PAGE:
I’ve been gaming for a solid twenty years now. It’s a semi-strange thing to put into perspective. Even as a child I was always checking out games that hadn’t come out yet in magazines, and looking for the coolest sounding titles at the toy store whenever I thought I could swindle my parents into buying me one. For me, games have always been the one form of media that housed my favorite concepts. I remember all the fantastic box art from those days. For a good while, cover art was the only view I had to guide my decision of whether or not I should get that game. Consequently, I played a lot of bad titles that merely looked and sounded cool based on the packaging. As I grow older, I retain the same eagerness to find the coolest titles, but I have definitely succumbed to feeling cynical numerous times throughout the year as new games are revealed. When I first heard of Until Dawn, I had some significant apprehension as to whether the developer could even pull it off. It was scheduled for the console generation prior, it was originally a motion controlled title, and it sounded awfully ambitious for a developer who had never produced anything that resulted in much critical acclaim. Needless to say the red flags went flying, and I refused to get optimistic until mere days before it’s release. Yet there it was. In my hands on day one. Based on concept alone, Until Dawn should catch plenty of eyes, but should you have a reason to actually be excited to play it? (Note: This review contains no spoilers.)
The short answer is yes. Abso-fucking-lutely, in fact. Until Dawn takes the iconic slasher film and dumps it onto your Playstation 4 in a magnificent manner by offering a murder mystery story where you play as eight teenagers on a cabin trip with terror lurking around every corner. Every character can live or die based on the way you play, and every decision is permanent. It’s dripping with horror movie tropes, and spares no expense in terms of production.
Graphically, Until Dawn is the pinnacle of beauty at the time of it’s release. The characters are all based from real actors and the resemblance is spot on. Movements are fluid, subtle animations can be found nearly everywhere, and the lighting is nothing short of sublime. Most of the time your character uses a form of lighting to interact with the environment, which encouraged me to explore every dark area I stumbled across. Everything from the score to the settings has a distinct feel to it, and I loved adjusting the face in the pause menu to peer directly towards the camera while I took a brief intermission.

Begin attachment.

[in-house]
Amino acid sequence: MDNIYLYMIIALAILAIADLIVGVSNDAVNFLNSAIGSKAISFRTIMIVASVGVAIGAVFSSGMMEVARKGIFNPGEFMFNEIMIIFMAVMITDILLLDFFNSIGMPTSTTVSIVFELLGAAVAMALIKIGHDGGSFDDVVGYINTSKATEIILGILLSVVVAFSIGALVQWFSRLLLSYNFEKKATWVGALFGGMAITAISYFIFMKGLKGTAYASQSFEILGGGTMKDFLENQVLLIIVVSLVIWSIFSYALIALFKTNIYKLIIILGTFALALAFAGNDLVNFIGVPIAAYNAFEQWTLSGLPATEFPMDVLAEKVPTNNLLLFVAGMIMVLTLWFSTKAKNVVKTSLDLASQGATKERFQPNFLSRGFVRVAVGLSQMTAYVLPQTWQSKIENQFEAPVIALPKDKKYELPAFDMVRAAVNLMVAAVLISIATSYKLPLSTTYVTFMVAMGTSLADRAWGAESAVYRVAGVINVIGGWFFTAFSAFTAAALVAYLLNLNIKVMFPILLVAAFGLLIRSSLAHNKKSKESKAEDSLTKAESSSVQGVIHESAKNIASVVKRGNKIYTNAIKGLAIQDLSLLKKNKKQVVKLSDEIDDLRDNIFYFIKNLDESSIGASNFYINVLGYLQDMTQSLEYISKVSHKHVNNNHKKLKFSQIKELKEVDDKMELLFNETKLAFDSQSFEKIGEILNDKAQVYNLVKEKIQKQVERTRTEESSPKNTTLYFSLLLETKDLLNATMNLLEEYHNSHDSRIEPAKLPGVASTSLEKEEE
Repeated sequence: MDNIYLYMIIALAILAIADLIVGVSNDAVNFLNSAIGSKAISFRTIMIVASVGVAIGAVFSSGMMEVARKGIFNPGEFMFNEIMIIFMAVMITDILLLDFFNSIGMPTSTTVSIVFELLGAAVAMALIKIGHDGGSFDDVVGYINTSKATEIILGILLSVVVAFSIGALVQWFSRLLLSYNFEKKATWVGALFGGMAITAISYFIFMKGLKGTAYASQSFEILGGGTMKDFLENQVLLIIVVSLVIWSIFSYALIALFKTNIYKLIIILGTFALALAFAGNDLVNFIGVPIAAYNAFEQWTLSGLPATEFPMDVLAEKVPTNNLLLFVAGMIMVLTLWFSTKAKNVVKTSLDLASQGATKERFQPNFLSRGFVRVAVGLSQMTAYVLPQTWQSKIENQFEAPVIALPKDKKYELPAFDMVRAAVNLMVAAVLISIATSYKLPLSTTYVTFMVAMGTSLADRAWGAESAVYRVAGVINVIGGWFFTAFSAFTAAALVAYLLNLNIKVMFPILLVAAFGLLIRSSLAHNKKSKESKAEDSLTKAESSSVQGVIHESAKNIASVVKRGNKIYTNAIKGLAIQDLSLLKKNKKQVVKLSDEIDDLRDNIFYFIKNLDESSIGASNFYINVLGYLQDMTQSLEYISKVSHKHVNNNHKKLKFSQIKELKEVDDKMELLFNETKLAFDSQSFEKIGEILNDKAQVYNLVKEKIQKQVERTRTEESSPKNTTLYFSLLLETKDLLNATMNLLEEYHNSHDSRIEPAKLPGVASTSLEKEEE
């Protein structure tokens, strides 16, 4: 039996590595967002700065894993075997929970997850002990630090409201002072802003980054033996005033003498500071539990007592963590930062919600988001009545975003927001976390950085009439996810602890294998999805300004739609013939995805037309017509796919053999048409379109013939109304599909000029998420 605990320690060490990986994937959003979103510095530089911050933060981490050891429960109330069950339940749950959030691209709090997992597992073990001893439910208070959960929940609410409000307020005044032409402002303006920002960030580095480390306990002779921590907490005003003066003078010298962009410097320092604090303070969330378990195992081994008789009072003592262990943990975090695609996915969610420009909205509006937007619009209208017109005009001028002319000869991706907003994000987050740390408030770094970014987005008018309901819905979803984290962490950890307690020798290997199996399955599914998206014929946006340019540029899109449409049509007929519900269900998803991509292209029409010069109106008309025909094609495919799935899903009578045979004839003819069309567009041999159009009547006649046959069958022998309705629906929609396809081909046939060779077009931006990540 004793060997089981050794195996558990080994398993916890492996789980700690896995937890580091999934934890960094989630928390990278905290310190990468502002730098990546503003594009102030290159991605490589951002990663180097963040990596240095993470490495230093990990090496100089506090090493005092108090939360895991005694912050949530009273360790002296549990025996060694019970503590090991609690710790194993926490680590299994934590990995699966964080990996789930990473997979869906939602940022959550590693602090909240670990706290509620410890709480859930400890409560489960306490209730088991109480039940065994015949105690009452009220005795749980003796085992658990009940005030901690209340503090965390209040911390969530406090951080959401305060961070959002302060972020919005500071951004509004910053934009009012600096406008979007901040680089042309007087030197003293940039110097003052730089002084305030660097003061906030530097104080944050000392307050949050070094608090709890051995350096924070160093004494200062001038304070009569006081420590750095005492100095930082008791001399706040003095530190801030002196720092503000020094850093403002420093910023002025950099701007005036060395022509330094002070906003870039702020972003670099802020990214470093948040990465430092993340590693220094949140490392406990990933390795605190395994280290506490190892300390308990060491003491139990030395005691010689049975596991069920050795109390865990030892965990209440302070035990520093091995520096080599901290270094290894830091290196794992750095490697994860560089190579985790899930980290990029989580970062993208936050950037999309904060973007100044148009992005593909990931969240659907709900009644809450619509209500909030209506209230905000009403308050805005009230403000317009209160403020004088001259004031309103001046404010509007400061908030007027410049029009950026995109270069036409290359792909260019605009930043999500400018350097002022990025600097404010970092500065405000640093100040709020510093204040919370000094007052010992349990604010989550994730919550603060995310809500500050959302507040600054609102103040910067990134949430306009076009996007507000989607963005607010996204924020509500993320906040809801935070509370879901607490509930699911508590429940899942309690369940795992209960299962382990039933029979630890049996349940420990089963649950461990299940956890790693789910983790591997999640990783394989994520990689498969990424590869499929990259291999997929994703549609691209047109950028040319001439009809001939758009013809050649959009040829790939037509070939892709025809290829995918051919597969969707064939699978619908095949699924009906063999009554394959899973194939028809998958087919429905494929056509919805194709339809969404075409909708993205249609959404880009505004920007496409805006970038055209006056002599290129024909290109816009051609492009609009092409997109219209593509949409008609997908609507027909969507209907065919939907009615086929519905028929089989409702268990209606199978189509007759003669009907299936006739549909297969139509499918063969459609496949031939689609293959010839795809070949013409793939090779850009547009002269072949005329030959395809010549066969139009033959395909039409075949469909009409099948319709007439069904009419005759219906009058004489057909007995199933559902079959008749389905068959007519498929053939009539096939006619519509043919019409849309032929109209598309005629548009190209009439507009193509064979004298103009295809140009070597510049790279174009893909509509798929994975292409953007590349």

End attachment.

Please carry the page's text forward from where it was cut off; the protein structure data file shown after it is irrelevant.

Gameplay-wise, Until Dawn is very much a casual affair, similar to the style Telltale has popularized over the last few years. Which works fine, and is a low barrier for anyone who doesn’t regularly play games to jump in. Most of the actual time you will be focusing on making key decisions that will change the story, or possibly end the life of you or a friend. It wasn’t long before I had the sense that everything around me was a death trap, and even simple choices like choosing which way to go down a path were full of suspense and made under serious deliberation.
As for the story, there’s not much I can say without revealing something I shouldn’t. If you want to know our full thoughts on the story, check out our FULL SPOILER podcast here. There are however, a few things to know going into Until Dawn where story is concerned. Though it may seem obvious, Until Dawn wears it’s campy horror stereotypes right on it’s sleeve. However, I actually think the overall cheesiness has been overstated by the press and social media. I am a bit of a stickler when it comes to dialogue, and I never found it overtly or even slightly bothersome in Until Dawn. As long as you are cognizant of the fact that these are meant to be the same naive teenagers that scary movie fans have known for generations going in, Until Dawn's delivery will not surprise you with it’s unabashedly cliché tone. In a world where the average blockbuster game is a story of bro-ified vengeance (and I like those too) it’s great to see Until Dawn shake it up a bit when it comes to character. Overall, I thought the entire plot was well crafted and full of ingenious moments that I should’ve but didn’t quite expect. The alternate paths and decisions will make it worth revisiting multiple times and I appreciate the lengths that developer Supermassive Games went to ensure it all flowed together nicely.
All of that leads me to say there isn’t much I didn’t like about Until Dawn. I thought it hit the mark it set spot on. However, there were a few small technical inconsistencies I encountered, including one that referenced an event that didn’t actually happen during my playthrough. A few small oversights such as the ability to invert the camera controls are fixable but worth noting. There were a few times where I discovered the outcomes of my choices weren’t quite as dramatically different as I was lead to believe, but they didn’t feel abusive or worth dwelling on. Some players may take issue with the dialogue, but it all fits in perfectly with the context of Until Dawn's premise.
Ultimately, Until Dawn is not a horror game in the traditional sense, but it is the closest thing you’ll play to a fully realized scary movie. Each of it’s ten chapters had me holding my breath and carefully trying to preserve the lives of my precious teens. The eight or so hours it took to complete the story were well-thought and never skipped a beat. Supermassive Games should be applauded for achieving such a fine interpretation of an entire film genre into a game without compromising for fans of either horror movies nor games. After it was all said and done, Until Dawn is a no-brainer to receive the highly coveted Adonis Immaculate of the Game Awry Review Scale. Until Dawn is a must-play for anyone without post-traumatic stress related to the murder of a family member or friend, and a true marvel in modern gaming.